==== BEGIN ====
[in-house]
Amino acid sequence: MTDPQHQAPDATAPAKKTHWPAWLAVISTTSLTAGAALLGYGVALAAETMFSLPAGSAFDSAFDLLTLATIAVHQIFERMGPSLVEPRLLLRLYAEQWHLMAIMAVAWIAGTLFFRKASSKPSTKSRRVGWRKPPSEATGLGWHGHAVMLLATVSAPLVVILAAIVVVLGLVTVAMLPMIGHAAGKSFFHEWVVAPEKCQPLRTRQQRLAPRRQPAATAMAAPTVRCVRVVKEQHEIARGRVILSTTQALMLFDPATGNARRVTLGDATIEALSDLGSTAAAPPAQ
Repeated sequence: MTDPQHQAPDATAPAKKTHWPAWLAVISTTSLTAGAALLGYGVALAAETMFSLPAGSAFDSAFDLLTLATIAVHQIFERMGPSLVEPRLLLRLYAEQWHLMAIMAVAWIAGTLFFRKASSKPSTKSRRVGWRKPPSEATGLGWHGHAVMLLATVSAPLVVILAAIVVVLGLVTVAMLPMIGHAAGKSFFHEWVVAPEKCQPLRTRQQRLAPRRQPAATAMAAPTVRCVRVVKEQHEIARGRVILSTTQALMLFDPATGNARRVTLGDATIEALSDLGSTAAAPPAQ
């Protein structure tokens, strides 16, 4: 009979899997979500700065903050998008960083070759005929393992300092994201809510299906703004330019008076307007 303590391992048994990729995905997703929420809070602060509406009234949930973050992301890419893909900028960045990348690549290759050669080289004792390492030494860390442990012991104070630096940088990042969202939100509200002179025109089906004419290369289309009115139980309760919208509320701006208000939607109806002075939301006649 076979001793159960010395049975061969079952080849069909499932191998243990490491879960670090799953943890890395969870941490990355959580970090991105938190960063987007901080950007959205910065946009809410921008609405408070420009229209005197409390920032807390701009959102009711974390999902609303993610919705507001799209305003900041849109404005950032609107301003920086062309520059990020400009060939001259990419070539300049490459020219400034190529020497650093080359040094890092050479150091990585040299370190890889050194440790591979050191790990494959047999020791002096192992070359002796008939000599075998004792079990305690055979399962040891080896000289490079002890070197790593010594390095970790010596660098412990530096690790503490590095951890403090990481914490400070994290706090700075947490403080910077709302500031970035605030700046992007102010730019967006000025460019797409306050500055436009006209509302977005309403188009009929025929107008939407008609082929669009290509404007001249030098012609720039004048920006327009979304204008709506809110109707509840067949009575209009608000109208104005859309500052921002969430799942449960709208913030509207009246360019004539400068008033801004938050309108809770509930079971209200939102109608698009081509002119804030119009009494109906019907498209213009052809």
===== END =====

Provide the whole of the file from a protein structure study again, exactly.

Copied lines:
[in-house]
Amino acid sequence: MTDPQHQAPDATAPAKKTHWPAWLAVISTTSLTAGAALLGYGVALAAETMFSLPAGSAFDSAFDLLTLATIAVHQIFERMGPSLVEPRLLLRLYAEQWHLMAIMAVAWIAGTLFFRKASSKPSTKSRRVGWRKPPSEATGLGWHGHAVMLLATVSAPLVVILAAIVVVLGLVTVAMLPMIGHAAGKSFFHEWVVAPEKCQPLRTRQQRLAPRRQPAATAMAAPTVRCVRVVKEQHEIARGRVILSTTQALMLFDPATGNARRVTLGDATIEALSDLGSTAAAPPAQ
Repeated sequence: MTDPQHQAPDATAPAKKTHWPAWLAVISTTSLTAGAALLGYGVALAAETMFSLPAGSAFDSAFDLLTLATIAVHQIFERMGPSLVEPRLLLRLYAEQWHLMAIMAVAWIAGTLFFRKASSKPSTKSRRVGWRKPPSEATGLGWHGHAVMLLATVSAPLVVILAAIVVVLGLVTVAMLPMIGHAAGKSFFHEWVVAPEKCQPLRTRQQRLAPRRQPAATAMAAPTVRCVRVVKEQHEIARGRVILSTTQALMLFDPATGNARRVTLGDATIEALSDLGSTAAAPPAQ
């Protein structure tokens, strides 16, 4: 009979899997979500700065903050998008960083070759005929393992300092994201809510299906703004330019008076307007 303590391992048994990729995905997703929420809070602060509406009234949930973050992301890419893909900028960045990348690549290759050669080289004792390492030494860390442990012991104070630096940088990042969202939100509200002179025109089906004419290369289309009115139980309760919208509320701006208000939607109806002075939301006649 076979001793159960010395049975061969079952080849069909499932191998243990490491879960670090799953943890890395969870941490990355959580970090991105938190960063987007901080950007959205910065946009809410921008609405408070420009229209005197409390920032807390701009959102009711974390999902609303993610919705507001799209305003900041849109404005950032609107301003920086062309520059990020400009060939001259990419070539300049490459020219400034190529020497650093080359040094890092050479150091990585040299370190890889050194440790591979050191790990494959047999020791002096192992070359002796008939000599075998004792079990305690055979399962040891080896000289490079002890070197790593010594390095970790010596660098412990530096690790503490590095951890403090990481914490400070994290706090700075947490403080910077709302500031970035605030700046992007102010730019967006000025460019797409306050500055436009006209509302977005309403188009009929025929107008939407008609082929669009290509404007001249030098012609720039004048920006327009979304204008709506809110109707509840067949009575209009608000109208104005859309500052921002969430799942449960709208913030509207009246360019004539400068008033801004938050309108809770509930079971209200939102109608698009081509002119804030119009009494109906019907498209213009052809």